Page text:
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Texas Roadhouse (NASDAQ:TXRH)
Q1 2018 Earnings Conference Call
April 30, 2018 5:00 p.m. ET

Contents:

  • Prepared Remarks
  • Questions and Answers
  • Call Participants

Prepared Remarks:

Operator

Good evening, and welcome to the Texas Roadhouse first-quarter 2018 earnings call. Today's call is being recorded. [Operator instructions] I would now like to introduce Scott Colosi, president and chief financial officer. You may begin your conference.

Scott Colosi -- President

Thank you Don, and good evening, everyone. By now, you should have access to our earnings release for the first quarter ended March 27, 2018. It may also be found on our website texasroadhouse.com in the Investor section. Before we begin our formal remarks, I need to remind everyone that part of our discussion today will include forward-looking statements.

These statements are not guarantees of future performance, and therefore, undue reliance should not be placed upon them. For all of you to our earnings release and our recent filings with the SEC for a more detailed discussion of the relevant factors that could cause actual results to differ materially from those forward-looking statements. In addition, we may refer to non-GAAP measures. And if applicable, reconciliations of the non-GAAP measures to the GAAP information can be found in our earnings release.

On the call with me today is Kent Taylor, our Founder and CEO; and Tonya Robinson, our Vice President of Finance and Investor Relations. Following our remarks, we will open the call for questions. Now I would like to turn the call over to Kent.

W. Kent Taylor -- Chairman and Chief Executive Officer

Thanks, Scott. We're pleased with our top lateral minim and operating performance in the first quarter, with sales growth up 10.8% and comparable restaurant sales growth up 4.9%, including 4% higher guest counts. Our momentum continued in the first four weeks of the second quarter with comparable restaurant sales up 8.5%. We've been busy in 2018 working on our basics that will continue to move us forward.

Nothing revolutionary or radically different from what we have done in the past, instead simply challenging ourselves to execute even better on the fundamentals that we now have gotten us here today. In late March, we implemented a menu price increase of approximately 0.8% to go along with the 0.3% menu price increase that we took in mid-December. This quarter, we also raised our annual managing partner base pay, which has not changed since 1993 by approximately 10%. Savings from tax reform certainly helps offset the cost of our investments and labor, while continuing to keep our prices low.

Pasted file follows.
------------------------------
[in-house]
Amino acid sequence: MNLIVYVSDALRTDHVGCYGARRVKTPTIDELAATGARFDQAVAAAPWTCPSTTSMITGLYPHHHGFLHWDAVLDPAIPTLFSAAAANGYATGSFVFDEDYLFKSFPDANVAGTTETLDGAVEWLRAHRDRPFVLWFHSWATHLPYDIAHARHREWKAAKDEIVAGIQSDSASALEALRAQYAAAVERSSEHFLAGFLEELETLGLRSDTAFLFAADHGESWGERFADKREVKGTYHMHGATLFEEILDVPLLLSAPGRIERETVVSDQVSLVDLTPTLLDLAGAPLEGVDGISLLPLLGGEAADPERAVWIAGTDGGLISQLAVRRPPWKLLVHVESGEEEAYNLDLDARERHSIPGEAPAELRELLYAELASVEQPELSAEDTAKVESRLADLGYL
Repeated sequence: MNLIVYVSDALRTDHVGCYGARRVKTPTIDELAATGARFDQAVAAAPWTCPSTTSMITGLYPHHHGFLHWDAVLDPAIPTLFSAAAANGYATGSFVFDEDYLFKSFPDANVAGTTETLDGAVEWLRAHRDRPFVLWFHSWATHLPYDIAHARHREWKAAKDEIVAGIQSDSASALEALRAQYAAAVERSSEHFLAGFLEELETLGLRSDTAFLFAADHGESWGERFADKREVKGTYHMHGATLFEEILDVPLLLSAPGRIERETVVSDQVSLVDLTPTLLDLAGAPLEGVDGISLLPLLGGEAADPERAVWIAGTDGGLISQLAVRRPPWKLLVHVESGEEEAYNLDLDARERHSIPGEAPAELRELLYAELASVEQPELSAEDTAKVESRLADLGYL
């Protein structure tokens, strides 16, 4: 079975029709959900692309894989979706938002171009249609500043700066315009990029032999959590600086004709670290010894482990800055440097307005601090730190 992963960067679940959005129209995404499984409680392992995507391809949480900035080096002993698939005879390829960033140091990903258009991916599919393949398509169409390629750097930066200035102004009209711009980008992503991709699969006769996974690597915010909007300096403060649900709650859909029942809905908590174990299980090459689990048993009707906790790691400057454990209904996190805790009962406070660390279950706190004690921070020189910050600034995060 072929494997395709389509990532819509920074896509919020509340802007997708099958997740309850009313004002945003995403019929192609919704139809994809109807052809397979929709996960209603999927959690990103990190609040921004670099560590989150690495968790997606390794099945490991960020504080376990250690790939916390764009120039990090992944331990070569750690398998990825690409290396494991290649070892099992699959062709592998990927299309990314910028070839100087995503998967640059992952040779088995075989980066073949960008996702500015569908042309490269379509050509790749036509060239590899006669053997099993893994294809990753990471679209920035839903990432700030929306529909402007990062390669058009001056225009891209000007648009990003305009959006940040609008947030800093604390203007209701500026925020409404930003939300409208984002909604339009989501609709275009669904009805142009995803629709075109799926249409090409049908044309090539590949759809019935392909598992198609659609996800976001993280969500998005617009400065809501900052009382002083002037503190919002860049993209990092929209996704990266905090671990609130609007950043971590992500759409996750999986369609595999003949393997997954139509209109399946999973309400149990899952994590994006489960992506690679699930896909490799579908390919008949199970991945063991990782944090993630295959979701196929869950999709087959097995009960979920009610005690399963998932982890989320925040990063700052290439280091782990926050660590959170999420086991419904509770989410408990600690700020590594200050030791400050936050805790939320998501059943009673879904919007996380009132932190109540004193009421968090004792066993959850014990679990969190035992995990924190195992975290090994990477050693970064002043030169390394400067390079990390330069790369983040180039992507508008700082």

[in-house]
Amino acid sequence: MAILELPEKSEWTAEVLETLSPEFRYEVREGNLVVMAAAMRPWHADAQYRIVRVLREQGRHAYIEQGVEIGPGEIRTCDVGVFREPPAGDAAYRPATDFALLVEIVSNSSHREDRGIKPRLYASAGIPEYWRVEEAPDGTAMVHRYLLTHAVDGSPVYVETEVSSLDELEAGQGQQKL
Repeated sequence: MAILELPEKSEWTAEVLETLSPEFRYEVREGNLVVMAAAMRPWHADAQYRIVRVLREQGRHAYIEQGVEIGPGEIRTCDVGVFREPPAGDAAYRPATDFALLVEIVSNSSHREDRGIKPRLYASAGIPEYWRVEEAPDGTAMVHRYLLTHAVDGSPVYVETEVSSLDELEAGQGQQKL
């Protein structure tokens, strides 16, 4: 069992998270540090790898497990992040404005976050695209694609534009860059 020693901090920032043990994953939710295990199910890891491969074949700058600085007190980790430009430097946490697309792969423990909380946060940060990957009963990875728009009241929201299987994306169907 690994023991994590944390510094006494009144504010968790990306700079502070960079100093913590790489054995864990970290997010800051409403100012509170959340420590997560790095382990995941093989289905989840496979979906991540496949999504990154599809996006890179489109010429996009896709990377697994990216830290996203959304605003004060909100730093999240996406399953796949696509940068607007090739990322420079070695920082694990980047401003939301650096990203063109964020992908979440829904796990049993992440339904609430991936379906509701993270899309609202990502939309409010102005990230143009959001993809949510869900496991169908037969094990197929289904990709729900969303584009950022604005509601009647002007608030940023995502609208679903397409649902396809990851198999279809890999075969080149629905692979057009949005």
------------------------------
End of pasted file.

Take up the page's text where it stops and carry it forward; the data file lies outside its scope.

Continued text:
We also will continue to look at other ways to reinvest in our people as we move through the year. Our new restaurant development is on track with 11 restaurants opened so far this year. We have another 10 sites currently under construction and they are well on our way to opening approximately 30 company locations in 2018. In addition, our franchise partners have opened two restaurants this year including our first location in Mexico.

In closing, I want to congratulate Dave Eubanks of Mesquite, Texas for being named our 2017 Managing Partner of the Year at our recent conference in California. It was great to be together with our operators and partners celebrating another successful year in our 25th anniversary. Now Tonya will walk you through our financial update.

Tonya Robinson -- Vice President, Finance and Investor Relations

Thanks, Kent, and good evening, everyone. For the first quarter of 2018, net income increased 59% over the prior year to $54.5 million, or $0.76 per diluted share. Our Q1 2018 reported net income included the benefit of a lower tax rate compared to the prior-year period, which contributed $0.11 to diluted earnings per share this quarter. In addition, our Q1 2017 net income included a $14.9 million pre-tax charge, which impacted the diluted earnings per share by $0.13 in the prior-year period.

Revenue growth of 10.6% during the quarter was driven by a 6.5% increase in store weeks and a 4.4% increase in average unit volumes. For the quarter, comparable restaurant sales increased 4.9%, comprised of 4% traffic growth and a 0.9% increase in average tax. By month, comparable sales increased 5.7%, 3.7%, and 5.3% for our January, February and March periods respectively. As Kent mentioned, comparable sales increased 8.5% for our April period.

In Q1 2018, we implemented the new revenue recognition accounting guidance and made certain reclassifications within our income statement. The reclassifications had no impact on net income, and the comparative financial information has not been reinstated. Before I move to the discussion of restaurant margin performance, I will provide details surrounding the changes. This quarter in conjunction with the implementation, we reduced sales by $1.8 million for gift card fees, net of gift card breakage income and increased other revenue $0.7 million for franchise-related items.

In addition, as a result of the reclassifications, cost of sales decreased $1.5 million, or 14 basis points, other operating costs decreased $1.5 million, or 20 basis points, and G&A increased $1.9 million, or 32 basis points. No reclassifications were made in labor, however, the change in sales resulted in an increase of 9 basis points to labor as a percentage of total sales. We currently expect the ongoing 2018 impact of the reclassifications related to the implementation to be similar as a percentage of total sales or as a percentage of total revenue to those just quantified. Now I move on to a discussion of restaurant margin, which decreased 75 basis points to 19.2% as a percentage of total sales compared to the prior-year period.